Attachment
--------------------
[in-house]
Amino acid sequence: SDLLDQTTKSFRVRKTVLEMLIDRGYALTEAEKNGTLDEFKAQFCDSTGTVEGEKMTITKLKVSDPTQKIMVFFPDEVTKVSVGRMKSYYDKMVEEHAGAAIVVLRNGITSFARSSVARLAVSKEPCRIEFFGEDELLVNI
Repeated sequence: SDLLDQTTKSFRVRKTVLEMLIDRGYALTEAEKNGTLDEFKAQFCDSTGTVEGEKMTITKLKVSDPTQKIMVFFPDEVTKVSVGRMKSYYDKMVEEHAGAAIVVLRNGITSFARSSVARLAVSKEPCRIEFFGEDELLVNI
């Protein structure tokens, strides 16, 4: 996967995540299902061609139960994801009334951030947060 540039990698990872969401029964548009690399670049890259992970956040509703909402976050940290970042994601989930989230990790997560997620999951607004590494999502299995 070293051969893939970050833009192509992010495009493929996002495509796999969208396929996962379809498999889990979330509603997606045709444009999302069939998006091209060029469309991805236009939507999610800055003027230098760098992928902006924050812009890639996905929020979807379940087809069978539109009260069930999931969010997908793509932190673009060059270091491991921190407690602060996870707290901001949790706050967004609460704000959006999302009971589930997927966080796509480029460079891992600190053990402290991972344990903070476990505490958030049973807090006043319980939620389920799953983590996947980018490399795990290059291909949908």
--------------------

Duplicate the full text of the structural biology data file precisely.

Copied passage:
[in-house]
Amino acid sequence: SDLLDQTTKSFRVRKTVLEMLIDRGYALTEAEKNGTLDEFKAQFCDSTGTVEGEKMTITKLKVSDPTQKIMVFFPDEVTKVSVGRMKSYYDKMVEEHAGAAIVVLRNGITSFARSSVARLAVSKEPCRIEFFGEDELLVNI
Repeated sequence: SDLLDQTTKSFRVRKTVLEMLIDRGYALTEAEKNGTLDEFKAQFCDSTGTVEGEKMTITKLKVSDPTQKIMVFFPDEVTKVSVGRMKSYYDKMVEEHAGAAIVVLRNGITSFARSSVARLAVSKEPCRIEFFGEDELLVNI
């Protein structure tokens, strides 16, 4: 996967995540299902061609139960994801009334951030947060 540039990698990872969401029964548009690399670049890259992970956040509703909402976050940290970042994601989930989230990790997560997620999951607004590494999502299995 070293051969893939970050833009192509992010495009493929996002495509796999969208396929996962379809498999889990979330509603997606045709444009999302069939998006091209060029469309991805236009939507999610800055003027230098760098992928902006924050812009890639996905929020979807379940087809069978539109009260069930999931969010997908793509932190673009060059270091491991921190407690602060996870707290901001949790706050967004609460704000959006999302009971589930997927966080796509480029460079891992600190053990402290991972344990903070476990505490958030049973807090006043319980939620389920799953983590996947980018490399795990290059291909949908």